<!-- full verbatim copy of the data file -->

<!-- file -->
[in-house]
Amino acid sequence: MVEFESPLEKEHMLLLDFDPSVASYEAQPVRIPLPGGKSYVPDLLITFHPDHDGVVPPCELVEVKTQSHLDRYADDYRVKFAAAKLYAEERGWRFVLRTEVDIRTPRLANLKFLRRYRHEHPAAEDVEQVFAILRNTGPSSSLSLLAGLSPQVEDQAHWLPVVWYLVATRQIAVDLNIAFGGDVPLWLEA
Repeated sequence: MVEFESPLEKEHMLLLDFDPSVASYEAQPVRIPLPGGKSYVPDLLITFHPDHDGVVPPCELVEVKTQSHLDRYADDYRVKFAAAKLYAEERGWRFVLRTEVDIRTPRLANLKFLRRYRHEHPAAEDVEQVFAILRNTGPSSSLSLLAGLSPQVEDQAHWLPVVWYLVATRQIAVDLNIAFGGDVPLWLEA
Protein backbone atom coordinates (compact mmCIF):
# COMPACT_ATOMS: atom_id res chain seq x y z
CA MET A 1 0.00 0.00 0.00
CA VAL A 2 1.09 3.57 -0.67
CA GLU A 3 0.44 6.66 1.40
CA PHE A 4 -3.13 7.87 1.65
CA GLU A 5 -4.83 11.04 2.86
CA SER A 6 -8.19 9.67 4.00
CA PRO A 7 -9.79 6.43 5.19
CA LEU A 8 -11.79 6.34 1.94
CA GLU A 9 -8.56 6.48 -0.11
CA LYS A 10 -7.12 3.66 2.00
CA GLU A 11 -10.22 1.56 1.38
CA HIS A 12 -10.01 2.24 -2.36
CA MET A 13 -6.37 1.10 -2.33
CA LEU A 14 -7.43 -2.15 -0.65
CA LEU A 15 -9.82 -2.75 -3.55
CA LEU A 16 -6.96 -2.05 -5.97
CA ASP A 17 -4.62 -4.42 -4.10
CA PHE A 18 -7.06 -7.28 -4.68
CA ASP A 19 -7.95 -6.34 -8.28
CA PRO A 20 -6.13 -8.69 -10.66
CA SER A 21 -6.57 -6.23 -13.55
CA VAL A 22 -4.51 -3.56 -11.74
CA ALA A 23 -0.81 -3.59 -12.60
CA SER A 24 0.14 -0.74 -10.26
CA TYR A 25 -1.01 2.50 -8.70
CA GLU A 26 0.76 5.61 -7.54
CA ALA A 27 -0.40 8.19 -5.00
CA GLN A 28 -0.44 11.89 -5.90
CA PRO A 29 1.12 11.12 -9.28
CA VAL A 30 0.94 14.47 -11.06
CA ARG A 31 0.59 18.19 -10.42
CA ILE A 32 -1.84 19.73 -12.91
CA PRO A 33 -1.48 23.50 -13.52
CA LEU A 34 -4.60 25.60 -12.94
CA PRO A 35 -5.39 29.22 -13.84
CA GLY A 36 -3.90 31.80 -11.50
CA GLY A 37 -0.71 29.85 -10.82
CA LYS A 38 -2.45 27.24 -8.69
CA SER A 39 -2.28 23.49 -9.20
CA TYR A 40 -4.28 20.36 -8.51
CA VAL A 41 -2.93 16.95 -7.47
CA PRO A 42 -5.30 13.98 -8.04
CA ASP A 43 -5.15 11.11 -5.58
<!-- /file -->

[in-house]
Amino acid sequence: MVEFESPLEKEHMLLLDFDPSVASYEAQPVRIPLPGGKSYVPDLLITFHPDHDGVVPPCELVEVKTQSHLDRYADDYRVKFAAAKLYAEERGWRFVLRTEVDIRTPRLANLKFLRRYRHEHPAAEDVEQVFAILRNTGPSSSLSLLAGLSPQVEDQAHWLPVVWYLVATRQIAVDLNIAFGGDVPLWLEA
Repeated sequence: MVEFESPLEKEHMLLLDFDPSVASYEAQPVRIPLPGGKSYVPDLLITFHPDHDGVVPPCELVEVKTQSHLDRYADDYRVKFAAAKLYAEERGWRFVLRTEVDIRTPRLANLKFLRRYRHEHPAAEDVEQVFAILRNTGPSSSLSLLAGLSPQVEDQAHWLPVVWYLVATRQIAVDLNIAFGGDVPLWLEA
Protein backbone atom coordinates (compact mmCIF):
# COMPACT_ATOMS: atom_id res chain seq x y z
CA MET A 1 0.00 0.00 0.00
CA VAL A 2 1.09 3.57 -0.67
CA GLU A 3 0.44 6.66 1.40
CA PHE A 4 -3.13 7.87 1.65
CA GLU A 5 -4.83 11.04 2.86
CA SER A 6 -8.19 9.67 4.00
CA PRO A 7 -9.79 6.43 5.19
CA LEU A 8 -11.79 6.34 1.94
CA GLU A 9 -8.56 6.48 -0.11
CA LYS A 10 -7.12 3.66 2.00
CA GLU A 11 -10.22 1.56 1.38
CA HIS A 12 -10.01 2.24 -2.36
CA MET A 13 -6.37 1.10 -2.33
CA LEU A 14 -7.43 -2.15 -0.65
CA LEU A 15 -9.82 -2.75 -3.55
CA LEU A 16 -6.96 -2.05 -5.97
CA ASP A 17 -4.62 -4.42 -4.10
CA PHE A 18 -7.06 -7.28 -4.68
CA ASP A 19 -7.95 -6.34 -8.28
CA PRO A 20 -6.13 -8.69 -10.66
CA SER A 21 -6.57 -6.23 -13.55
CA VAL A 22 -4.51 -3.56 -11.74
CA ALA A 23 -0.81 -3.59 -12.60
CA SER A 24 0.14 -0.74 -10.26
CA TYR A 25 -1.01 2.50 -8.70
CA GLU A 26 0.76 5.61 -7.54
CA ALA A 27 -0.40 8.19 -5.00
CA GLN A 28 -0.44 11.89 -5.90
CA PRO A 29 1.12 11.12 -9.28
CA VAL A 30 0.94 14.47 -11.06
CA ARG A 31 0.59 18.19 -10.42
CA ILE A 32 -1.84 19.73 -12.91
CA PRO A 33 -1.48 23.50 -13.52
CA LEU A 34 -4.60 25.60 -12.94
CA PRO A 35 -5.39 29.22 -13.84
CA GLY A 36 -3.90 31.80 -11.50
CA GLY A 37 -0.71 29.85 -10.82
CA LYS A 38 -2.45 27.24 -8.69
CA SER A 39 -2.28 23.49 -9.20
CA TYR A 40 -4.28 20.36 -8.51
CA VAL A 41 -2.93 16.95 -7.47
CA PRO A 42 -5.30 13.98 -8.04
CA ASP A 43 -5.15 11.11 -5.58